Manning release is consistent with Obama’s world view

While serving in Iraq in 2010, Private First Class Bradley E. Manning systematically removed in excess of 700,000 classified documents from U.S. military computer systems and then handed them over to WikiLeaks for release on the unclassified Internet. Manning, who filed a legal name change petition and is now known as Chelsea Manning, is expected to be released from confinement on May 17, 2017.

This week President Barack ObamaBarack Hussein ObamaThe Hill's 12:30 Report — Trump questions Kavanaugh accuser's account | Accuser may testify Thursday | Midterm blame game begins Dems look to Gillum, Abrams for pathway to victory in tough states Ford taps Obama, Clinton alum to navigate Senate hearing MORE announced that he was commuting all but four months of the 35-year prison sentence.

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Movement of the unprecedented quantity of classified material from military systems into the open took considerable time and was accomplished via a series of measures intended to avoid detection by military authorities. Private Manning was ultimately charged with 22 separate offenses and pled guilty to 10.

In overruling the judgment of the military court, in effect, reducing the sentence from 35 to 7 years, it is important to note what the President did not say.

President Obama did not suggest that he had uncovered new facts, which would have altered the result at trial. He did not indicate that he or his staff had discovered errors of law or violations of constitutional principles.

Yet President Obama’s decision to release Manning from confinement is not in any respect a deviation from what we have come to expect from this White House.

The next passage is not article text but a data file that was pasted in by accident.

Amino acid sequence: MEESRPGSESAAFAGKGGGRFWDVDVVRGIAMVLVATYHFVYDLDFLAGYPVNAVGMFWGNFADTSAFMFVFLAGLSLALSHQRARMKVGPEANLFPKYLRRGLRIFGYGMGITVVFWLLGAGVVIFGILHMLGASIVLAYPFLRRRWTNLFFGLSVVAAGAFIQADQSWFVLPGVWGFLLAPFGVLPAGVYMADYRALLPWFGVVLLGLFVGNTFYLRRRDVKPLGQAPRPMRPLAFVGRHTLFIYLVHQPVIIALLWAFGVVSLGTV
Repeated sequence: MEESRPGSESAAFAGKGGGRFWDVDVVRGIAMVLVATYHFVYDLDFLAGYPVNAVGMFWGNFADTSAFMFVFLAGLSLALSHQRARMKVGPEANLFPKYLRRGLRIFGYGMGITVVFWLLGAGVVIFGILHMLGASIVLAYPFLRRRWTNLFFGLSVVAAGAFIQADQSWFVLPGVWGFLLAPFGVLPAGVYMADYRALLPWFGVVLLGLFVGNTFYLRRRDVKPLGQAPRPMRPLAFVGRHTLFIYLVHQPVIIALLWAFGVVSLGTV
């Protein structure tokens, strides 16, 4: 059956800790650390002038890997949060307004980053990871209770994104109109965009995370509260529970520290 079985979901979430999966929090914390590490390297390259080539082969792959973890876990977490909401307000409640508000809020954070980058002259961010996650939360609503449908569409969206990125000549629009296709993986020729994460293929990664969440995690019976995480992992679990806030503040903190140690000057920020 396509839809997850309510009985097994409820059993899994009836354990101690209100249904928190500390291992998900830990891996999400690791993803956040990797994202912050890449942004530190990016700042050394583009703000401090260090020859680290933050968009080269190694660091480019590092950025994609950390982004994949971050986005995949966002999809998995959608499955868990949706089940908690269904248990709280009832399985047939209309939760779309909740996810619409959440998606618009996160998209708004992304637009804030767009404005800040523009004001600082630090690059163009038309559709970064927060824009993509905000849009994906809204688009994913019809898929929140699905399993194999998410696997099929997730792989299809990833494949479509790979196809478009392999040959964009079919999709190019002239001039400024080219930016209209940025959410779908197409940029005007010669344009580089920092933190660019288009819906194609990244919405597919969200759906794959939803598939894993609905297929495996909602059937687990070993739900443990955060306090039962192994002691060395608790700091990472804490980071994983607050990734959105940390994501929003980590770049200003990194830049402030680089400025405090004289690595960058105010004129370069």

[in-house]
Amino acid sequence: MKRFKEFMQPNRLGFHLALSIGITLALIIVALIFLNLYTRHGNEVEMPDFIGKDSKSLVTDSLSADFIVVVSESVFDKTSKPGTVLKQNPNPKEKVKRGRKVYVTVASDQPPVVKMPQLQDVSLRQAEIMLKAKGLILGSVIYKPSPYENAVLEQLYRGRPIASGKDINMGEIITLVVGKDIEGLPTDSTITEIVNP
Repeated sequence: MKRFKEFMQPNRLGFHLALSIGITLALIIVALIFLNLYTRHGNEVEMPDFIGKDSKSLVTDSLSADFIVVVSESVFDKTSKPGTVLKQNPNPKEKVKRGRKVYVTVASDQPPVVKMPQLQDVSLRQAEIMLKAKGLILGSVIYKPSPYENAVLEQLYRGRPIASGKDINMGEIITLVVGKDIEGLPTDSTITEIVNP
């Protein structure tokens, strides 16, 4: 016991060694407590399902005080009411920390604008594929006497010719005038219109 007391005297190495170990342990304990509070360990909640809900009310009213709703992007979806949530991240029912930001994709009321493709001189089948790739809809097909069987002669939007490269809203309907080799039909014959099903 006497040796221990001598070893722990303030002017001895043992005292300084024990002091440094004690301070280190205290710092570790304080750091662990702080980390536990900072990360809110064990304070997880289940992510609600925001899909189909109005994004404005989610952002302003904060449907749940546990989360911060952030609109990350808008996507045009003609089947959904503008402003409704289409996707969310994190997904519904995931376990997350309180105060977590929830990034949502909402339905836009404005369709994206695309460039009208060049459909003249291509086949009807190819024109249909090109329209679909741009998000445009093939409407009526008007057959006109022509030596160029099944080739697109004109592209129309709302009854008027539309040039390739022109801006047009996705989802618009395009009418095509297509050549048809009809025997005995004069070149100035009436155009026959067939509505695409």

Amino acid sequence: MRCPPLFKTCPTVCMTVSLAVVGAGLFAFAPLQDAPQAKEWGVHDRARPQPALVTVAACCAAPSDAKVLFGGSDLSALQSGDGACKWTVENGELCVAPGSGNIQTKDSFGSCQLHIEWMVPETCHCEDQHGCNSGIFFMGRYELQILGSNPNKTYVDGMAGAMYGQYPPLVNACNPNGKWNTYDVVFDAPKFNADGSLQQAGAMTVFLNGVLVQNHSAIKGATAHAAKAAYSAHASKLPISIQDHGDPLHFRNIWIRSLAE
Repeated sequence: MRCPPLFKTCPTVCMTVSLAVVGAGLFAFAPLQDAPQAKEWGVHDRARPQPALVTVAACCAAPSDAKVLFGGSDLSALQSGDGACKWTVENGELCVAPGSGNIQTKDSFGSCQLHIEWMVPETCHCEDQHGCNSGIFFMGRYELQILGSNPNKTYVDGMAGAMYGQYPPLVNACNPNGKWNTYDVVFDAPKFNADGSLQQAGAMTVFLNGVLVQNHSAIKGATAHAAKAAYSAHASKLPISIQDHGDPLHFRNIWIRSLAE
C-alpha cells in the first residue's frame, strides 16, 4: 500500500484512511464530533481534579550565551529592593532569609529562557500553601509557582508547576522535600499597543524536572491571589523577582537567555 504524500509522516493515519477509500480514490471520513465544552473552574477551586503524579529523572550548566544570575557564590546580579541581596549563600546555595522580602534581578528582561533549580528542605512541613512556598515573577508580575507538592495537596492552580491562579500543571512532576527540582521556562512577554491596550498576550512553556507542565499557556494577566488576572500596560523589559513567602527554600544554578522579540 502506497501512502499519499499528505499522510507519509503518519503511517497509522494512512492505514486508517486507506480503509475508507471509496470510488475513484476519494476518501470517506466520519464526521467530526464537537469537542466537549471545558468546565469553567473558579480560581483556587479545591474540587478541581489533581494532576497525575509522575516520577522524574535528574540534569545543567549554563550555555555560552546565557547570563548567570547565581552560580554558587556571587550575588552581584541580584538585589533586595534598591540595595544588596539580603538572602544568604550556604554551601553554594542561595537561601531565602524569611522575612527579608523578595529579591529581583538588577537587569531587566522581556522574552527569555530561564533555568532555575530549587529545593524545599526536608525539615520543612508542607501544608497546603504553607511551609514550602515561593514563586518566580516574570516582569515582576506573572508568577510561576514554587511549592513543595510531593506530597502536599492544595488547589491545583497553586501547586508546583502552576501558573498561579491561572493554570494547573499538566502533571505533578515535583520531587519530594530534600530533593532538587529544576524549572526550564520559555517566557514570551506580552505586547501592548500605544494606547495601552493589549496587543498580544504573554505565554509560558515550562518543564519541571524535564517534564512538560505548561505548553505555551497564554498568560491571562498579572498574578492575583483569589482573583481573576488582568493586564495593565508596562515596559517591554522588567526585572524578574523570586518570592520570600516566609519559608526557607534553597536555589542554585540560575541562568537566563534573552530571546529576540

Put simply the President seems to agree more with those who have been advocating such a release for years, instead of the military judge. Perhaps to them, the former intelligence agent is not a traitor. Perhaps instead they see a folk hero motivated not by ego and psychological problems, but by a desire to expose the evil deeds supposedly perpetrated by Americans around the globe?

Unfortunately, our enemies are not any more insulated from the reality of the world in which Manning’s traitorous actions occurred. Al Qaeda’s leader, Osama bin Laden himself, prior to his death in an American military raid in Pakistan, showed a particular interest in the stolen military intelligence reports and directed his subordinates to study them in planning attacks on American forces.

President Obama may believe the crime was not overly significant.

Yet our enemies know differently. So too, do the vast majority of American men and women who do the fighting. They know that Manning betrayed them and now they know that their President has as well. 

Charles S. Faddis is a former CIA operations officer with 30 years of experience in intelligence operations. He is a senior editor for Homeland Security Magazine and a contributor to a number of other counterterrorism and homeland security journals. He is author of “Beyond Repair: The Decline and Fall of the CIA” and five other books.


The views expressed by contributors are their own and not the views of The Hill.